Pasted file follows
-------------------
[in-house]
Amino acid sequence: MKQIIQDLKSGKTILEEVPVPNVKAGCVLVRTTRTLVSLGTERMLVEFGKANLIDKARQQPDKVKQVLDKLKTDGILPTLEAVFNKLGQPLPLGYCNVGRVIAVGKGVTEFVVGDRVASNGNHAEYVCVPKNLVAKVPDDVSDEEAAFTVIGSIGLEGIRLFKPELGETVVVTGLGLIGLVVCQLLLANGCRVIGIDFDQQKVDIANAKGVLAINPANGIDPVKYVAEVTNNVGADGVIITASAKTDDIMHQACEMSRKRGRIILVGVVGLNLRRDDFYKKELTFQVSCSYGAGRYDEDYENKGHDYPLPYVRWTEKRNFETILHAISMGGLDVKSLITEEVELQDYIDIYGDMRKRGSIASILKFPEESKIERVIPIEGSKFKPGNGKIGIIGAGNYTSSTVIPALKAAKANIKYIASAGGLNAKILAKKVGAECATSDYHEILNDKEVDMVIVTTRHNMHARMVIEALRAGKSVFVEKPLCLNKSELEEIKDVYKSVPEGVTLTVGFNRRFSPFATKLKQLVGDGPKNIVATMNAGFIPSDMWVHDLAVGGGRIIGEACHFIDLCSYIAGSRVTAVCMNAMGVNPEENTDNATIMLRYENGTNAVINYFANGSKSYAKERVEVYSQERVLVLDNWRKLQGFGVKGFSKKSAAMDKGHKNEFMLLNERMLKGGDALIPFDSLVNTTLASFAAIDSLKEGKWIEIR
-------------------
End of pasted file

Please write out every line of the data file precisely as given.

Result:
[in-house]
Amino acid sequence: MKQIIQDLKSGKTILEEVPVPNVKAGCVLVRTTRTLVSLGTERMLVEFGKANLIDKARQQPDKVKQVLDKLKTDGILPTLEAVFNKLGQPLPLGYCNVGRVIAVGKGVTEFVVGDRVASNGNHAEYVCVPKNLVAKVPDDVSDEEAAFTVIGSIGLEGIRLFKPELGETVVVTGLGLIGLVVCQLLLANGCRVIGIDFDQQKVDIANAKGVLAINPANGIDPVKYVAEVTNNVGADGVIITASAKTDDIMHQACEMSRKRGRIILVGVVGLNLRRDDFYKKELTFQVSCSYGAGRYDEDYENKGHDYPLPYVRWTEKRNFETILHAISMGGLDVKSLITEEVELQDYIDIYGDMRKRGSIASILKFPEESKIERVIPIEGSKFKPGNGKIGIIGAGNYTSSTVIPALKAAKANIKYIASAGGLNAKILAKKVGAECATSDYHEILNDKEVDMVIVTTRHNMHARMVIEALRAGKSVFVEKPLCLNKSELEEIKDVYKSVPEGVTLTVGFNRRFSPFATKLKQLVGDGPKNIVATMNAGFIPSDMWVHDLAVGGGRIIGEACHFIDLCSYIAGSRVTAVCMNAMGVNPEENTDNATIMLRYENGTNAVINYFANGSKSYAKERVEVYSQERVLVLDNWRKLQGFGVKGFSKKSAAMDKGHKNEFMLLNERMLKGGDALIPFDSLVNTTLASFAAIDSLKEGKWIEIR